Some voter trepidation is to be expected in the 2020 election cycle. The state’s recent poor handling of voter identification requirements and polling irregularities are enough to make a person pause before going to early vote or prior to making the trip on Election Day.
But there is cause for peace of mind. Several grassroots groups are looking out for Texans’ best interests this election season. This collective of organizations has tasked itself with minimizing issues at polling locations throughout the state.
Common Cause Texas is one of more than 30 groups participating in the Election Protection coalition, which includes the Lawyers’ Committee for Civil Rights, the Texas Civil Rights Project, the League of Women Voters of Texas and the ACLU of Texas, the Fort Worth Star-Telegram reported.
Amanda Gnaedinger, deputy director of Common Cause Texas, told Reform Austin her organization has election protection volunteers at polling sites throughout the state “to help answer questions that voters have and to track and identify issues that are happening on the ground.”
“Most of the work we do at Common Cause is kind of revolving around the field program of the larger election protection team,” Gnaedinger said.
She noted there are nearly 6,000 polling locations in Texas. That’s a lot of ground to cover. They presently have 300 trained volunteers and hope to have coverage in one-third of the sites by the November general election.
The Texas Civil Rights Project trains and deploys nonpartisan poll monitors at polling locations throughout the state, where voters can engage them outside of the polling place to ask questions or be directed by a monitor to use a hotline (1-866-OurVote).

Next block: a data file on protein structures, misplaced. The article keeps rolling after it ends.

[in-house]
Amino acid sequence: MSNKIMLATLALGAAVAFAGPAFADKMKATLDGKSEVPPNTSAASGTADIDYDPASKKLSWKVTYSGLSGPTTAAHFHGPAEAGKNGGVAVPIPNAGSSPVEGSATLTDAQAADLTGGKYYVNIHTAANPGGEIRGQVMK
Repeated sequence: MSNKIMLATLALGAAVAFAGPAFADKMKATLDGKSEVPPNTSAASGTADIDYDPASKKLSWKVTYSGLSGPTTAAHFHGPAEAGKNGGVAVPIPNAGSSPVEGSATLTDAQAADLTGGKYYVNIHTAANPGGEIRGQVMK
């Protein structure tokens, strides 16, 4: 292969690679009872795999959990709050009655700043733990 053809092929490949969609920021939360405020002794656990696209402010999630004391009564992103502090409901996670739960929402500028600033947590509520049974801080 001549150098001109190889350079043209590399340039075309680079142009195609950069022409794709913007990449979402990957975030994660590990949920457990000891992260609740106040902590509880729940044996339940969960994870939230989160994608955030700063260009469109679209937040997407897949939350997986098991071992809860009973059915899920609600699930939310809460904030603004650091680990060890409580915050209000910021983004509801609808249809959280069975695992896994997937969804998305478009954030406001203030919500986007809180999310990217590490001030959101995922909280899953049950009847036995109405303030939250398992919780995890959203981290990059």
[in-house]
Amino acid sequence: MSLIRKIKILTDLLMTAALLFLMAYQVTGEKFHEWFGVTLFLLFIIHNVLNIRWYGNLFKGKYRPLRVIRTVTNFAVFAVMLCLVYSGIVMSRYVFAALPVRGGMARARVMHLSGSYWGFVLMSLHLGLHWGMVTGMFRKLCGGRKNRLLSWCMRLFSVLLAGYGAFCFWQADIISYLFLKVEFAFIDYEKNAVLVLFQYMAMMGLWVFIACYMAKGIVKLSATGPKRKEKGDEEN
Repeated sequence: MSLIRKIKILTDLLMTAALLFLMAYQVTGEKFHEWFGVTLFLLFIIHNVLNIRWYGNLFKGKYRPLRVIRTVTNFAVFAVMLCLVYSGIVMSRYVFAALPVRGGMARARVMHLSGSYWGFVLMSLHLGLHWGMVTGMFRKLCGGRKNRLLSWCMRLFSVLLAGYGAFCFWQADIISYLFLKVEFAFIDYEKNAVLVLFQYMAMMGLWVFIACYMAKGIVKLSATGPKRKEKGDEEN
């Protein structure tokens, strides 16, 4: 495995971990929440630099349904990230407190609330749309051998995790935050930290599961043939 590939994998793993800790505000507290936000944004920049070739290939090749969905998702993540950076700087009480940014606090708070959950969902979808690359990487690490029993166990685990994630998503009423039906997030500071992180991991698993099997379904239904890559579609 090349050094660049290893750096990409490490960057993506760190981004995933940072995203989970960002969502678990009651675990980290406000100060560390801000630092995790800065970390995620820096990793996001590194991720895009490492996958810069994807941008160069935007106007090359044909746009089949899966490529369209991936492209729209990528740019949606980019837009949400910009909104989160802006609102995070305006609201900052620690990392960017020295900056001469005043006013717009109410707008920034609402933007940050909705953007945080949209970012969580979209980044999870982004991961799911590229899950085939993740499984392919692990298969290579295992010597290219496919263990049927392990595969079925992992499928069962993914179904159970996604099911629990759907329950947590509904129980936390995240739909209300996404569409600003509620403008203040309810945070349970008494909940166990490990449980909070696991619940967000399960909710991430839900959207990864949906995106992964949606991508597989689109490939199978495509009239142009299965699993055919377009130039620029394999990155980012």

Specific issues the coalition is offering help with include poll worker errors, machine malfunctions, voter registration and voter ID uncertainty.
Beth Stevens, Texas Civil Rights Project voting rights program director, said questions addressed pertain to polling locations, having a proper photo ID, not being listed on voter rolls and intimidation at a polling site.
“Many of the issues voters face at the polling place itself are mistakes,” said Rose Clouston, voter protection director at the Texas Democratic Party, which isn’t a part of the coalition. “We have a huge election infrastructure that is in place for one day only. … So there’s just sometimes confusion or mistakes that happen in terms of someone not being found on the voter rolls … and having to jump through some additional hoops or someone not being offered the opportunity to vote because if they don’t have ID.”
Reform Austin called the Republican Party of Texas, which declined to comment for this article.
People encountering any obstacles while exercising their right to vote can be assured the coalition will assist them with any issues, Gnaedinger said.
According to a 2019 Texas Civil Rights Project report, more than 275,000 voters were adversely impacted by election administration issues in 2018. The report also revealed that 262,647 college students lacked an accessible place to vote on campus and provisional ballot complications nullified the votes of at least 10,831 eligible people because they voted in the wrong location on Election Day.
”Republicans in Texas have spent the better part of last decade putting up hurdles to the voting process,” Clouston said. “From reducing opportunities to start early voting to adopting strict voter ID requirements that were only rolled back after a lengthy court battle. Our focus is to ensure that none of these hurdles prevent voters from having their voices heard at the ballot box.”
If any situation goes completely awry, Stevens said, the third tier of their three-tier approach — besides the hotline and poll monitors — is a group of lawyers available in case escalation to a legal action becomes necessary. She cited a lawsuit they filed against Harris County on Election Day 2018 for failing to open some polling locations on time and requesting that those same locations be allowed to remain open longer. The situation prevented 1,512 people from voting. Stevens said they have received questions about voter registration issues mostly relating to registering on the same day as voting.
However, this primary season has been mostly uneventful, Gnaedinger said. The group has tracked primarily normal poll-worker errors pertaining to information, “but nothing that has been completely out of left field or unexpected in terms of problems we’re hearing at the polls.”